Smoking bans appear to have little impact on whether prisoners continue to smoke during incarceration and the long term decision to quit smoking following their release to freedom, thereby bringing into question the health benefits of prohibition.

Smoking bans create another black economy in prison and the problems this creates for custodial authorities who have to enforce the ban. These problems impact on all levels of the prison system from the debts accumulated by prisoners to buy contraband tobacco to the staff who have to enforce and police them.
While smoking bans are laudable and have a clear role in the public health arsenal, prisons cannot be viewed in the same light as restaurants, hospitals and office buildings. Clients [prisoners] cannot just pop out for a quick smoke or hold off the urge for a couple of hours; prisoners are locked in their cells for prolonged periods with little to do. By the same token, a non‐smoker prisoner cannot leave his/her cell to avoid the harmful effects of his/her cellmate's smoking. The solution appears to be a better management of this problem with guarantees that non‐smoker prisoners are not subjected to environmental tobacco smoke in cells, prison transport or communal living areas and that smoker‐prisoners have access to free interventions with proved efficacy. The challenge is likely to be considerable and the responsibility should not be left to prison authorities alone.

Perhaps the most important aspect of this issue is that any moves towards smoking bans in prison need to be implemented in tandem with cessation programmes proved to work for this population group and offer the prospect of long term cessation. This approach will also reduce the disorder often caused by hurriedly implemented bans.

12 comments:

Oswald Bastable said...

They have to do without a whole host of other drugs inside- tobacco is just one more.

The biggest plus I see is the removal of lighters.You would not believe how useful a tool they are for causing mischief!

Charmaine said...

Call me naive in my thinking but wouldn't this act as an incentive NOT to break the law.

Maybe it is time we took a leaf out of the past and made prison something you don't want to experience.

workingman said...

Lindsay,

Why is this seen as a public health issue, which is what this article seems to concentrate on. Prisoners lose access to many things when they go to prison. Do we serve beer, do we supply P?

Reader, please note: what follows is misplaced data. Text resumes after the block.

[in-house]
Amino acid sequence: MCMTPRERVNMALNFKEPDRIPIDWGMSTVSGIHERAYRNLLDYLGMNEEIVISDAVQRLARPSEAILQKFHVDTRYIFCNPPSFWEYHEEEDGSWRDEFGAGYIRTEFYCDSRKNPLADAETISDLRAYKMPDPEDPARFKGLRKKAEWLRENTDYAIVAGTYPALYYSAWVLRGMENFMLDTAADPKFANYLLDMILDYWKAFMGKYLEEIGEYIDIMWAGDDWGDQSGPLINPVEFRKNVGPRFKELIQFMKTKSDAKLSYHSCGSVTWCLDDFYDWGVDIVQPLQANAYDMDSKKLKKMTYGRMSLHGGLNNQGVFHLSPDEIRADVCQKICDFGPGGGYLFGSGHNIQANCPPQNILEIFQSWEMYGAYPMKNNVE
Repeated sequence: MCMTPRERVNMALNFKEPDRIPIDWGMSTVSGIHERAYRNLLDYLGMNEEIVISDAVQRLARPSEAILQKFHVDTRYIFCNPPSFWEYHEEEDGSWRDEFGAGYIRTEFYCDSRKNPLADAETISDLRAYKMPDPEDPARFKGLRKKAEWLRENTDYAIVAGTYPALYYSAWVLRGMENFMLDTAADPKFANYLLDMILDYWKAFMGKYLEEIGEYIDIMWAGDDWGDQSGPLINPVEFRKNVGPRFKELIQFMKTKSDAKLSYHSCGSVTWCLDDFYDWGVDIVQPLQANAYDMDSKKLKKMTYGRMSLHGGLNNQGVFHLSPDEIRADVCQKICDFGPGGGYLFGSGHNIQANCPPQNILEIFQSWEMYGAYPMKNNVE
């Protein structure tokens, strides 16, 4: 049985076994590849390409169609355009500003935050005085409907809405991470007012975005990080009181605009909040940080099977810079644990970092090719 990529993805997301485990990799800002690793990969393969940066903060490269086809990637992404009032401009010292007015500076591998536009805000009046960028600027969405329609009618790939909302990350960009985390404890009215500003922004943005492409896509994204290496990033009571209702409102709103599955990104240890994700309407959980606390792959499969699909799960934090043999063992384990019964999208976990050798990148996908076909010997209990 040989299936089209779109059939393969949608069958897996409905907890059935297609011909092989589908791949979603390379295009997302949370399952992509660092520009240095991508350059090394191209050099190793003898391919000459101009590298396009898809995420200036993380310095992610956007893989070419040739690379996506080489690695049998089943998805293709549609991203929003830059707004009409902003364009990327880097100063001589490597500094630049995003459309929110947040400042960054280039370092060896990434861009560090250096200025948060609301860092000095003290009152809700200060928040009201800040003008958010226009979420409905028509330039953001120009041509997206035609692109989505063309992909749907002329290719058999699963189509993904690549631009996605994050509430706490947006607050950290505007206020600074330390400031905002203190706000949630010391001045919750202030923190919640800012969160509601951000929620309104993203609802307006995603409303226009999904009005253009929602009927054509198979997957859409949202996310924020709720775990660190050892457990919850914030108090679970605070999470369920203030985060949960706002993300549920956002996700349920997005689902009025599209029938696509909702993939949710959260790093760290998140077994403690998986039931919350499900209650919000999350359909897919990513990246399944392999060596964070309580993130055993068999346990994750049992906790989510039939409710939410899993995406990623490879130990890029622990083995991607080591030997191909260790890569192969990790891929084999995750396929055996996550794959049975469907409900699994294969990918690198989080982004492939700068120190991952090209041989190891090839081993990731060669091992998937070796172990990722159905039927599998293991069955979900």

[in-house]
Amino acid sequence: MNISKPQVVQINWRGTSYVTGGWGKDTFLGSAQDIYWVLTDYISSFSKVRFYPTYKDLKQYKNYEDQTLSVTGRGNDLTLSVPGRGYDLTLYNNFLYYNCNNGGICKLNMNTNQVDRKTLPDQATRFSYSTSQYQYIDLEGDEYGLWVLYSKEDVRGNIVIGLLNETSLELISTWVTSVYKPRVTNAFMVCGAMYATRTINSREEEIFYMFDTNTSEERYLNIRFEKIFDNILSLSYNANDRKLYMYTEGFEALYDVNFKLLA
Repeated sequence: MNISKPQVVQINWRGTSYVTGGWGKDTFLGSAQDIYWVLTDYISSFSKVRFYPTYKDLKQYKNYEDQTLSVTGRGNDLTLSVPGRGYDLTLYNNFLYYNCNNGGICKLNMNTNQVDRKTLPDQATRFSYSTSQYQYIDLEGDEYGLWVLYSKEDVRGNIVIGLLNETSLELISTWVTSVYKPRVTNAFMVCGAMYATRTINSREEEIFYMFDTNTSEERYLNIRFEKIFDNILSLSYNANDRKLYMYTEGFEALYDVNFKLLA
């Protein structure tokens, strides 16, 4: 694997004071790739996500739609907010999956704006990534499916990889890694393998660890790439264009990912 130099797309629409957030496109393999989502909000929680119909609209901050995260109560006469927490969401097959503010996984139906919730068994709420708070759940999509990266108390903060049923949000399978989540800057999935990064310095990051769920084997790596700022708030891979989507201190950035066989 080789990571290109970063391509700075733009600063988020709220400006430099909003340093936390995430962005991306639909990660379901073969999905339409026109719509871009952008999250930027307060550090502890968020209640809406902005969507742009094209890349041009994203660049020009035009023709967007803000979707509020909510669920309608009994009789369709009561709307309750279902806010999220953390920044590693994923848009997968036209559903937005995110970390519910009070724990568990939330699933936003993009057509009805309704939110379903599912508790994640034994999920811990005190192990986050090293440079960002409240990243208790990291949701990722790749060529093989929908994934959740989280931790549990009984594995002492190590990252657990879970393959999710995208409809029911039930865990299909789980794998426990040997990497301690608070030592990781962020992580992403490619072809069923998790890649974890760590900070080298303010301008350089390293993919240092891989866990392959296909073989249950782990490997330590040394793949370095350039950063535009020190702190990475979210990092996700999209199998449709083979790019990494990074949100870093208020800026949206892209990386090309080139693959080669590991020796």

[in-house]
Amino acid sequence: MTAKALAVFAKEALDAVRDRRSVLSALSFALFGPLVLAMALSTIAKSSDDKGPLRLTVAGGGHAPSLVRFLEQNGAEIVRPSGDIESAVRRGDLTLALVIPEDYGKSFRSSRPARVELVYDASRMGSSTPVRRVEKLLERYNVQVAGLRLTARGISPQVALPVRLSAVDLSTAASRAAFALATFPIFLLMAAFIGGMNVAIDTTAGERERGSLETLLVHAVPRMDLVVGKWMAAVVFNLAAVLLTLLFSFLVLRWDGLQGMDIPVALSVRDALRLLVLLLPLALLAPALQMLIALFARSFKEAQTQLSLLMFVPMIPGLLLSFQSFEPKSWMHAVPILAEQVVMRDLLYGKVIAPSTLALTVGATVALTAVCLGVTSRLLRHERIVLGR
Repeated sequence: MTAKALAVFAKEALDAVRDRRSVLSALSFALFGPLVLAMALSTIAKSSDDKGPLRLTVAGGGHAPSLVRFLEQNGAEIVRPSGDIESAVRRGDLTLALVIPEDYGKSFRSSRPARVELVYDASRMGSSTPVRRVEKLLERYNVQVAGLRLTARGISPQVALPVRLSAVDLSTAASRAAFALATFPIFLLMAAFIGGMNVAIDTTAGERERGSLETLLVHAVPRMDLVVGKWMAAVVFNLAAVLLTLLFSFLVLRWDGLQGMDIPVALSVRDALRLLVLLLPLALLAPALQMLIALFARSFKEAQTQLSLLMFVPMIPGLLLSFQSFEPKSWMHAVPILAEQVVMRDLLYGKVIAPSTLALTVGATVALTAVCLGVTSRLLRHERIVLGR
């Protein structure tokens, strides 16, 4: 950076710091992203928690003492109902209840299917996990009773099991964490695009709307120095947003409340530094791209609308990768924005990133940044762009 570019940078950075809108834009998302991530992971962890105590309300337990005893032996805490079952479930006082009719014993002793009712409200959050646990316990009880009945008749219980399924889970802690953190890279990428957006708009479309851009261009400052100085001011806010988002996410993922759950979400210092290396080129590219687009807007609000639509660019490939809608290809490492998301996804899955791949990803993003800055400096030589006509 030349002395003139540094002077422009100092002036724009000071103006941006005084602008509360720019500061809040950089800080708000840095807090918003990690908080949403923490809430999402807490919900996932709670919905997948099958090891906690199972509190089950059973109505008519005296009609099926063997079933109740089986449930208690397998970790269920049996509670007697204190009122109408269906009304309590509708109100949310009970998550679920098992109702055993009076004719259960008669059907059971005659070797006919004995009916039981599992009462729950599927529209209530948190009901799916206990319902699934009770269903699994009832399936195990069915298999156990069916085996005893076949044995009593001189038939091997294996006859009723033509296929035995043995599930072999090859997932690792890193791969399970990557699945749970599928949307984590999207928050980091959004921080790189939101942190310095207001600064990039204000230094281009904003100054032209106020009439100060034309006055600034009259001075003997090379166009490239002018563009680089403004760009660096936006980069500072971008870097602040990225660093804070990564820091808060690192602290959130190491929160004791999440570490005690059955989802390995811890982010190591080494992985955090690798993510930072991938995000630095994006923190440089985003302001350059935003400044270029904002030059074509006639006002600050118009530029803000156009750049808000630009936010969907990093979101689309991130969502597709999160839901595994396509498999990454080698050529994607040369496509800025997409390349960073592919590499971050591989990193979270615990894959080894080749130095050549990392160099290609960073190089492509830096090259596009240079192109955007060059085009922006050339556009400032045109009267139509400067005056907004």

I am sure a black market will grow around tobacco, just it does for other drugs, alcohol, cell phones etc. So it will need to be controlled and enforced, and that is the failure at the moment on the other items.

I am also not in favour of supplying patches to ease the lack of tobacco, although I could accept this for current prisoners when the ban comes into force. For a limited time though.

Dave Christian said...

I can't support this ban.

The underlying issue is the purpose of imprisonment: Punishment, Deterrence, Rehabilitation, Public Safety.

As far as I'm concerned, it is all about Public Safety. The first three are all deeply unsatisfactory justifications for imprisonment.

We put Tigers in cages because they are dangerous to humans if they are free near human habitats. We then treat them will as much decency as we can muster in that context. It baffles me that people see dangerous people differently. I guess this goes back to the weird desire that people have to imagine themselves to be somehow exceptional and not just another animal.

Anonymous said...

It baffles me that people see dangerous people differently.

The problem is we let them out...

We put Tigers in cages because they are dangerous to humans

Actually no. Any actually Dangerous tiger - hell even a biting dog - we put down without a second thought

I agree with Boscowen: this would certainly deter crime and - more importantly - greatly reduce our spending on prisons. Hell we can't afford to splash out on the DPB, or Dole, let alone the pension - and prisions at, what, 100K per person per year, are far more expensive.

I guess private prison is an option for inmates who are able to meet that cost themselves. As for the rest - yep, I'm with Dave, treat 'em as dangerous dogs - captive bolt pistol to the back of the head on conviction (or better still, on "arrest")

Luke H said...

Oswald: They have to do without a whole host of other drugs inside

Um, no they don't. It is relatively easy for prisoners to get hold of all sorts of drugs in prison.

Even when people are locked up in a secure facility, the government cannot really control them. There is always a way around any law, rule or regulation.

Oswald Bastable said...

My point is that Corrections do not SUPPLY them with drugs.

Yes, you CAN get drugs inside- it isn't quite that easy and certainly isn't cheap.

With more political will and better resourcing, the drug supply can be cut right back. Body scanning, non-contact visits only, better perimeter patrolling...

Anonymous said...


With more political will and better resourcing, the drug supply can be cut right back.


More of my fucking money wasted on bludgers who cost $100,000 per year to keep!

We can't afford to keep spending on prisons, or benefits, or hospitals or anything.

We absolutely pay back the $300 MILLION Key and English are borrowing every fucking day.

At least privatise the prisons and let prisoners or their families pay for their damn upkeep!

Anonymous said...

I sincerely hope they intend to stop dishing out methadone to the junkies. Smokers can't have smokes, alcoholics can't have piss, so why should junkies get junk.
Murray M

Oswald Bastable said...

I'm also a fan of the idea that a day of no working is a day of no eating

Anonymous said...
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john said...